With its 2013 Fusion, Ford is bringing a battleship to the gunfight that is the North American midsize passenger car segment. The new C/D-segment sedan, which made its world debut Jan. 9 at the North American International Auto Show in Detroit, bristles with technology and smart engineering aimed at making good on Global Product Development Chief Derrick Kuzak’s pledge to “redefine the segment.”
Kuzak realizes the level of product required to seriously challenge Toyota’s Camry and Honda’s Accord as segment leaders, not to mention fending off the surging Hyundai Sonata and a new 2013 Chevrolet Malibu. For this task, Ford leadership clearly gave Chief Engineer Adrian Whittle and his team the resources to make the new Fusion a class leader, as it moves from its seven-year-old Mazda G-derived CD3 platform to the new CD4 architecture developed by Ford Europe.
The CD4 is claimed to be stiffer in torsion and bending, and more mass-efficient than the former platform. It will also underpin Lincoln’s new MKZ, a concept version of which also appeared in Detroit.
The Fusion’s firepower is multifaceted: conventional 1.6-L and 2.0-L Ecoboost (turbocharged, direct injected) gasoline four-cylinder engines mated to six-speed automatics; a hybrid version with next-generation lithium-ion batteries; a 2.0-L Atkinson cycle engine; and a plug-in-hybrid (PHEV) version called Fusion Energi. Kuzak claims the Energi model will be capable of achieving the equivalent of more than 100 mpg, with a 500-mi (805 km) range.
Estimated city/highway fuel efficiency for the 1.6-L is 26/37 mpg, and for the 2.0-L it is 23/33 mpg. The hybrid model is expected to achieve 47/44 mpg and be capable of 62 mpg in EV mode.
The 1.6-L version will feature stop-start technology, which engineers believe will deliver a 3% fuel-efficiency gain. This is Ford’s first pairing of stop-start with an automatic transmission.
A torque-vectoring all-wheel drive system will be offered.
The new hybrid powertrains are Ford’s first electrified drive systems fully developed and manufactured in the U.S. (in house).
“We’re doing the [air-cooled] battery pack, controller, dc inverter, motor, and thermal control of the pack—everything except the cells,” said Sherif Marakby, Director of Electrification Programs and Engineering. Related ancillaries on the hybrid model (which launches with the conventional versions) include electric water pump, electric A/C compressor, and a system to recapture exhaust heat.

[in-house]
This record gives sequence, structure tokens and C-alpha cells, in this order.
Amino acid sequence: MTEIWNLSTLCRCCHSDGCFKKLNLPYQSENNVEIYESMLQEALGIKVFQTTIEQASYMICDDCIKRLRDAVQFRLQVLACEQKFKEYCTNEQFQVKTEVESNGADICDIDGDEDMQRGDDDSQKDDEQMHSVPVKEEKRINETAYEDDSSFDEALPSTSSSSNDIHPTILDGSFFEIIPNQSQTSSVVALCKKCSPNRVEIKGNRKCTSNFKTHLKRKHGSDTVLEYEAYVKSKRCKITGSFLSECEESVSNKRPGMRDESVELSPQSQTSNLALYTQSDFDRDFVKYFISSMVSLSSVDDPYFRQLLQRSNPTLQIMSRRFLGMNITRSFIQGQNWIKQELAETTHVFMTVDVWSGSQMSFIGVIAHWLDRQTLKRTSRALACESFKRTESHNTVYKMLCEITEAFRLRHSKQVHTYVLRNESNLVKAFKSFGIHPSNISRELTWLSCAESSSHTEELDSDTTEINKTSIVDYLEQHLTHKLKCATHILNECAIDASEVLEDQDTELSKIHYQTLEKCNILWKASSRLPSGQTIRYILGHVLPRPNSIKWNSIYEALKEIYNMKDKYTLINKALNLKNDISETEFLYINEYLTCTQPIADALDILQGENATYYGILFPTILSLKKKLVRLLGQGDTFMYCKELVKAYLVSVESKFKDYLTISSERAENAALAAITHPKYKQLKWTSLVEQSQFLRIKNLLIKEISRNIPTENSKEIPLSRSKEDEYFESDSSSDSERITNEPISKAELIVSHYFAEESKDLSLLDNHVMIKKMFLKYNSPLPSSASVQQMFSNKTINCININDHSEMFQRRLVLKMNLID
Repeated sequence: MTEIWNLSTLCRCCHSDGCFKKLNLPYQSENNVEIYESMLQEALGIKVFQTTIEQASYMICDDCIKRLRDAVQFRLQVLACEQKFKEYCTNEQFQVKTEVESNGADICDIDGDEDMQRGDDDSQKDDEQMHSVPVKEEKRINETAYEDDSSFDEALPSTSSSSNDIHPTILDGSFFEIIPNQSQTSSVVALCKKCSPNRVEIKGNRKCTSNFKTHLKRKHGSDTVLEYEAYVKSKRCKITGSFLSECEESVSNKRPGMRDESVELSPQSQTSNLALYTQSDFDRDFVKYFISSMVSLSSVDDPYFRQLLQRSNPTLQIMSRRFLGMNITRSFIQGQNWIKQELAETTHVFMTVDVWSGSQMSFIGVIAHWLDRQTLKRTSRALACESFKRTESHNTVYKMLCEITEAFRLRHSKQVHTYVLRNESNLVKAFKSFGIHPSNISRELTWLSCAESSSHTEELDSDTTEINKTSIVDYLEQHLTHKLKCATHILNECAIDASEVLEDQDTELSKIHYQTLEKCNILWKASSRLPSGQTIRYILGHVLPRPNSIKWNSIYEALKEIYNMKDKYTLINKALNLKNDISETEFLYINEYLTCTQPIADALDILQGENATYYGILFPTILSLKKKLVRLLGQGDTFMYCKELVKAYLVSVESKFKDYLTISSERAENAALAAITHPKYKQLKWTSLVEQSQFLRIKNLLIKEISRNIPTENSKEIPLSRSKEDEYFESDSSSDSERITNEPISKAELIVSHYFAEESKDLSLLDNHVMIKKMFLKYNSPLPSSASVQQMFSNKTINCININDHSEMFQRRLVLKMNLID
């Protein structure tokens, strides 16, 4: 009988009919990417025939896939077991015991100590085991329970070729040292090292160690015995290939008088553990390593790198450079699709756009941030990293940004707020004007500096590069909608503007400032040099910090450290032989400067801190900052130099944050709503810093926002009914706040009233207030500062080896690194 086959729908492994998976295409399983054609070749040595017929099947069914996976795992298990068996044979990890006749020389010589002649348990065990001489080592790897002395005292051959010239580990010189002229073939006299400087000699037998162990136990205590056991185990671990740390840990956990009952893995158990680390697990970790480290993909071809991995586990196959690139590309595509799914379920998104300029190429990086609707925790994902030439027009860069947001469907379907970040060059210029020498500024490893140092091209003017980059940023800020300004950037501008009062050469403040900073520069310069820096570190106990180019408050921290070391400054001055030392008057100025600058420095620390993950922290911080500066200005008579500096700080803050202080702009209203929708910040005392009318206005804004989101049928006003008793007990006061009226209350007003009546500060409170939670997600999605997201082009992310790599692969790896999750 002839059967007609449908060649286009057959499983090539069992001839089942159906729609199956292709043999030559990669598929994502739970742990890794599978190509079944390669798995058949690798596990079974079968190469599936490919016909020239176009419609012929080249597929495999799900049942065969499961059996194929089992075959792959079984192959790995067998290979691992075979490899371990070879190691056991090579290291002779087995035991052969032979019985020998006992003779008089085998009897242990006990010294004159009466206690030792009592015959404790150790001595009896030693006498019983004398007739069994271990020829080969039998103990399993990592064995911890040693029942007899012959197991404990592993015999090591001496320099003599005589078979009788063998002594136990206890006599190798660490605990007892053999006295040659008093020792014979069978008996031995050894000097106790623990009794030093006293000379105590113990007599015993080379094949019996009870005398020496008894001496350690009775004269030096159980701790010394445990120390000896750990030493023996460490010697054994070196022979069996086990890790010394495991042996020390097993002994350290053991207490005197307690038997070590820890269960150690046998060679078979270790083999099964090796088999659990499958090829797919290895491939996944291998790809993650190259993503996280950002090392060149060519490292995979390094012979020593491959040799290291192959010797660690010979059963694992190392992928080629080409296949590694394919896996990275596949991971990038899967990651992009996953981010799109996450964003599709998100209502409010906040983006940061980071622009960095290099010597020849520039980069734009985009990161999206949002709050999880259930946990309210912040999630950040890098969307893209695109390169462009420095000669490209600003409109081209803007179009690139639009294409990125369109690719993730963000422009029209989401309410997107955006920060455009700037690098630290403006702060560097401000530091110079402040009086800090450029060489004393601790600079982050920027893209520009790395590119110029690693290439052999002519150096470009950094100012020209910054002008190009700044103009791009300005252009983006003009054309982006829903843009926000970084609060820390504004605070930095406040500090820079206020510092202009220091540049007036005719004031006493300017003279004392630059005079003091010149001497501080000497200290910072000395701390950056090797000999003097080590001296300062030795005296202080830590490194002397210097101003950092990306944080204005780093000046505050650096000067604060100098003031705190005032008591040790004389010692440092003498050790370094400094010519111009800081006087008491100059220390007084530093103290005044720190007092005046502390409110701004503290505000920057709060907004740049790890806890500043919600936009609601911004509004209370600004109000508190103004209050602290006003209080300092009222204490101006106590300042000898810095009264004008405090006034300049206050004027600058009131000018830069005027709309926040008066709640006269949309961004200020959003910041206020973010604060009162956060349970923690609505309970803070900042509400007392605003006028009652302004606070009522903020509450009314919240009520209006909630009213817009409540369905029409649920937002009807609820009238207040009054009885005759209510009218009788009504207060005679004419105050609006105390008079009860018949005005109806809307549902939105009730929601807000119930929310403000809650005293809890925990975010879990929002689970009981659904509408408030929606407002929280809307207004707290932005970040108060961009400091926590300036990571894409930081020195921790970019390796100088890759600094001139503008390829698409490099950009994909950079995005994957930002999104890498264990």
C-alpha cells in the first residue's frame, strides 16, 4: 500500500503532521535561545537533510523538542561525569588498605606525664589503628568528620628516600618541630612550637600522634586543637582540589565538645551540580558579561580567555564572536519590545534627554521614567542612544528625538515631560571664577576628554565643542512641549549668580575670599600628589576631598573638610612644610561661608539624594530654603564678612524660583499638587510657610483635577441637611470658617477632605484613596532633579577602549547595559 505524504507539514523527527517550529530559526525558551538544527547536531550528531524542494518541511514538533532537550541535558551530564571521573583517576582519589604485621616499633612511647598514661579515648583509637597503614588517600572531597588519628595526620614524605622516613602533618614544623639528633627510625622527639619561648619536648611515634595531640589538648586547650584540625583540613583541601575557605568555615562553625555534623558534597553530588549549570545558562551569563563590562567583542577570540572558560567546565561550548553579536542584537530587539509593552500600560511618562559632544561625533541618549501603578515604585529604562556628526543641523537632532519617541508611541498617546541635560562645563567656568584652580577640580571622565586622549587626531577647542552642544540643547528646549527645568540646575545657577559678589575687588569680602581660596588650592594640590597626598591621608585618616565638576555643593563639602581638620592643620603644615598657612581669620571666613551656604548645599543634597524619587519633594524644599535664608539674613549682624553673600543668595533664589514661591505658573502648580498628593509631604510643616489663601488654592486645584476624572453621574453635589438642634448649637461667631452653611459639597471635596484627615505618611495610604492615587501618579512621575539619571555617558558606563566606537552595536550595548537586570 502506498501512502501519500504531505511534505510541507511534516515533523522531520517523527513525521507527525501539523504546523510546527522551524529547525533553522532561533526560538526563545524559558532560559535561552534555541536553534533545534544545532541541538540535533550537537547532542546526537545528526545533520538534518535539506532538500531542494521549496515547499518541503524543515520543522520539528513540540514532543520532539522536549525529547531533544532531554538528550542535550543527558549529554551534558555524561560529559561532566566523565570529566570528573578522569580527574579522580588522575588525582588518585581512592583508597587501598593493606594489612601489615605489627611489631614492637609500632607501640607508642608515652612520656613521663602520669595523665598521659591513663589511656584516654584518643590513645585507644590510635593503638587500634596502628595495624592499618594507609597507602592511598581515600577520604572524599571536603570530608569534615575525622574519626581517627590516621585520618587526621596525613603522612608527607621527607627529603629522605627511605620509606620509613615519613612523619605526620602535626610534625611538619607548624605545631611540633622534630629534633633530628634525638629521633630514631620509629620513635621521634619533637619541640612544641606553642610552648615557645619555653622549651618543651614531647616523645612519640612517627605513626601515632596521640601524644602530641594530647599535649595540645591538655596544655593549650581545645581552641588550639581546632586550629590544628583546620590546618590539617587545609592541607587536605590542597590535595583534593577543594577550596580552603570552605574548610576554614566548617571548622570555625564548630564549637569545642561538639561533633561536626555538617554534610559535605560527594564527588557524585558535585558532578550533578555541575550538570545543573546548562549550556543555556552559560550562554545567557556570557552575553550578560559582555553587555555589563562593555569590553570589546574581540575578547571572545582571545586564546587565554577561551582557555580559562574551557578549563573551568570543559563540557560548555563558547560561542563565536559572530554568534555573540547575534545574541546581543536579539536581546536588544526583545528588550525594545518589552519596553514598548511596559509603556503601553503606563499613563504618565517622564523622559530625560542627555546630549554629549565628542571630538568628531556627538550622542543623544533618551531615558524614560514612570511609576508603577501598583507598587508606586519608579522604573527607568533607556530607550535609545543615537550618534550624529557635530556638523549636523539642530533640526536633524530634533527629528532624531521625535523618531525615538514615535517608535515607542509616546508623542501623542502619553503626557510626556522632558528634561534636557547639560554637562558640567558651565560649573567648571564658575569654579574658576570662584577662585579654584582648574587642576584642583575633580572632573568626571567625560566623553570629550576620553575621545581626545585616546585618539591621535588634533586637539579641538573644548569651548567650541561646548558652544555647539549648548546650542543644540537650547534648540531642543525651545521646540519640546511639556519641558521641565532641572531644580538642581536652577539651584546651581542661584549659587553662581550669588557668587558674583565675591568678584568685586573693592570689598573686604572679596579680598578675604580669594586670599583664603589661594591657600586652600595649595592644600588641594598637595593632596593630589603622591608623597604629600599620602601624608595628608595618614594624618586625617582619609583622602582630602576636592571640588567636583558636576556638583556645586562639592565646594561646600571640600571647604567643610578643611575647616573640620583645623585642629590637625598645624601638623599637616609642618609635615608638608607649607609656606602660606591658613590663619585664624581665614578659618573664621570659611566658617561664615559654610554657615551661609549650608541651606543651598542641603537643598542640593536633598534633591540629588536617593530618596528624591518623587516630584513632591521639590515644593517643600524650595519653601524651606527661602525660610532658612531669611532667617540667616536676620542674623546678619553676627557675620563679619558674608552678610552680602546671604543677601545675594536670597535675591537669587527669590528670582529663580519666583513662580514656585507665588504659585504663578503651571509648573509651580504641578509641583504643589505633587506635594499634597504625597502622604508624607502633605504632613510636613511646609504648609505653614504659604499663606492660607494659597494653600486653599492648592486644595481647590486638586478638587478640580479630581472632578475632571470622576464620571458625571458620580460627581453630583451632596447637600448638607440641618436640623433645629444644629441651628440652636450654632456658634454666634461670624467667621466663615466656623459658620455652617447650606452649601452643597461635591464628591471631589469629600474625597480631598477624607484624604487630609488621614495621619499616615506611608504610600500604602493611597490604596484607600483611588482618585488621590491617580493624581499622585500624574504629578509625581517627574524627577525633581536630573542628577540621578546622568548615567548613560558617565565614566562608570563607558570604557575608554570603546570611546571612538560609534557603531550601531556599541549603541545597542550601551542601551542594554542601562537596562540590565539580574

The Fusion Energi PHEV launches a few months after the other two versions. To minimize the bill of material and reduce systems cost, it carries over a number of technologies from Ford’s parallel power-split transmission architecture, Marakby said, including an air-cooled battery pack and permanent-magnet ac traction motor.
Ford claims a remarkable .27 Cd for the new Fusion, a result of extensive modeling, CFD analysis, and full-scale wind-tunnel work, said Whittle. The LED taillamps were chosen for their aero-enhancing aspect ratio, he said, and an active grille shutter system will help lower drag at highway speeds.
The development team partnered with Formula-One car builder Adrian Reynard, whose company made available its moving-ground-plane wind tunnel, to develop and refine the Fusion’s underbody fairing.
The slick aero profile is one of the keys to the Fusion’s NVH package. It includes an acoustic-laminated windshield and active noise cancellation (the latter only on the hybrid and Energi PHEV versions).
The 2013 Fusion also features an all-new chassis, including new front (McPherson strut) and multilink rear suspension. EPAS electric power steering features nibble compensation that can counteract cross winds to a certain degree.
Onboard electronic safety and convenience aids are comprehensive, including active park assist (taken from Focus and Escape); adaptive cruise control (carried over from Taurus); blind spot detection with cross traffic alert; and driver-assist lane keeping.
The lane-keeping feature, carried over from Explorer, is claimed to be a first use in a volume midsize sedan. It uses a windshield-mounted (near the rearview mirror) digital camera to detect when the vehicle is veering erratically in its lane. This triggers a vibration in the steering wheel, notifying drivers to correct the course or pull over for a rest when drowsy.
The onboard radar array includes a forward-facing 77-GHz microwave unit, and 23-GHz units in the rear quarters, for blind-spot and cross-traffic alerts, explained Mike Kane, Vehicle Engineering Driver Assist Technologies Supervisor.